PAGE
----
* Even though its probably not a logical statement, I’ll take it

Oct 28

Getting out of a Funk

So, while I thought I had a way out of the problem with the Hope Town short story series, it doesn’t look as though I actually do.

Oh, there was solution which technically was viable, but when reviewing it I wasn’t really sure that I liked it. So, I left it for a bit and then came back. After that little hiatus, I still didn’t like it, so I left it again.

This ended up morphing into an extended bout of not doing any writing at all, which is pretty much how my entire so-called writing career has progressed. Rinse, repeat; quite.

In the interim, I did go back to another novel that I had started on with the express purpose of listening to my own advice. However, even that didn’t help as at the back of my mind I really wanted to work this one out.

This all led to another bout of non-writing while I struggled with the problem in my head.

Unfortunately, I’m still not beyond that and find myself getting mired further and further into a creative funk, which is frustrating in so many ways.

What I need to do (other than stop breaking posts into paragraphs at the end of each sentence) is to just get past this and write. To hell with the niggling problem; I can deal with that when I’m ready to finally self publish, and in the meantime does it really affect the actual creation of the short stories?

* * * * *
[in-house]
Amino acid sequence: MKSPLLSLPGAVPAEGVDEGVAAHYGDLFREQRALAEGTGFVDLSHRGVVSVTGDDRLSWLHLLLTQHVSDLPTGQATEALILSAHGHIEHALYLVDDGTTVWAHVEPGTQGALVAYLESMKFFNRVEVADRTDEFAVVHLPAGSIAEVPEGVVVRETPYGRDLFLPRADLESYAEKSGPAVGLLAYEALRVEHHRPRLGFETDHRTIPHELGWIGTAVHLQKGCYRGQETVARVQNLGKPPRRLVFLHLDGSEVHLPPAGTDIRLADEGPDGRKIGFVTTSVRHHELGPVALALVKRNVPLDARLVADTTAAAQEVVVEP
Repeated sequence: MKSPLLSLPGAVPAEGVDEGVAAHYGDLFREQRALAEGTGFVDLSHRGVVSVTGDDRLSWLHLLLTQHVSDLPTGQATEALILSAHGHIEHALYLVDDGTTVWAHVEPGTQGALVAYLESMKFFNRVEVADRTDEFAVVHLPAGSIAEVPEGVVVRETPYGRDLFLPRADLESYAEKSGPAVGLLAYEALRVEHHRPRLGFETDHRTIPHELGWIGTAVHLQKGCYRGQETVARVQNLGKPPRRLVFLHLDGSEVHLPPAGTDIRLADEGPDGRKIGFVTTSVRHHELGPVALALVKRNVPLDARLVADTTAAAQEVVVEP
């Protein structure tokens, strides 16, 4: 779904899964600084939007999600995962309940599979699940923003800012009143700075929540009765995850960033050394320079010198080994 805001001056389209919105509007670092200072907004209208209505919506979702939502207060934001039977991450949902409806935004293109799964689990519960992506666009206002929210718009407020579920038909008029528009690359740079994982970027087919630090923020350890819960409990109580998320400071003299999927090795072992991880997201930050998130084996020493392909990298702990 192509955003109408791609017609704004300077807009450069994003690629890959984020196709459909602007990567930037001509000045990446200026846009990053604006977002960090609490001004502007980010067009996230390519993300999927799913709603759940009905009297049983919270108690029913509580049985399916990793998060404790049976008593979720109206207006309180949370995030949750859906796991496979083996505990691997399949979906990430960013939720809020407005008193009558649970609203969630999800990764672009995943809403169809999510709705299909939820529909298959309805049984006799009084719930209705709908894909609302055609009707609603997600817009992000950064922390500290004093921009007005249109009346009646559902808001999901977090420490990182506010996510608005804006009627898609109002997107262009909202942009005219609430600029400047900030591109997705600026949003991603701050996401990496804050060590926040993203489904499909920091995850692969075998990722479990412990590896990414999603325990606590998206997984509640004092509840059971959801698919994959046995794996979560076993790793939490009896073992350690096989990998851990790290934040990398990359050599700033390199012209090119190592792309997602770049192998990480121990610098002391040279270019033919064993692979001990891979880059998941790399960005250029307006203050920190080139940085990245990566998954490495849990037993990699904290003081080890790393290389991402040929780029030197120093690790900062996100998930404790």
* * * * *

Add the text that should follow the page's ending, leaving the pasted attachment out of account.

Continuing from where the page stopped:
I mean, there is such a thing as Find and Replace in Word, right?

Aug 08

I think I have a solution…

Following the event that I dubbed Crisis of Infinite Short Stories, I’ve put everything else to one side to try and find a resolution. It probably fed the demon procrastination that is always waiting inside me, ready to pounce at a moment’s notice or when I find that there’s something else fun to do on the internet. However, this is a big deal and I didn’t want to move on too much more with the individual short stories in case the solution that I eventually found would require big rewrites to the work so far.

Luckily I have hit on something that should work.

You might think I sound hesitant, and you’d be right; its not quite all there yet, but its not a million miles away. To get it over the line I’m going to get the camera out, some maps and the like and piece something together. In addition, I’ll need to research some historical events, to see if the initial history lesson could work in the new location.

I know, historical events. Its almost research.

This may all work out for the best because I don’t have to worry about potentially offending anyone who lived in the original location. Now, I can take the new base and build on that to create something which is completely fictional and give me full freedom to tell whatever stories I want. This will be particularly useful, if I do write some past tales at some stage (and there are tentative plans to do so in the pitch I did).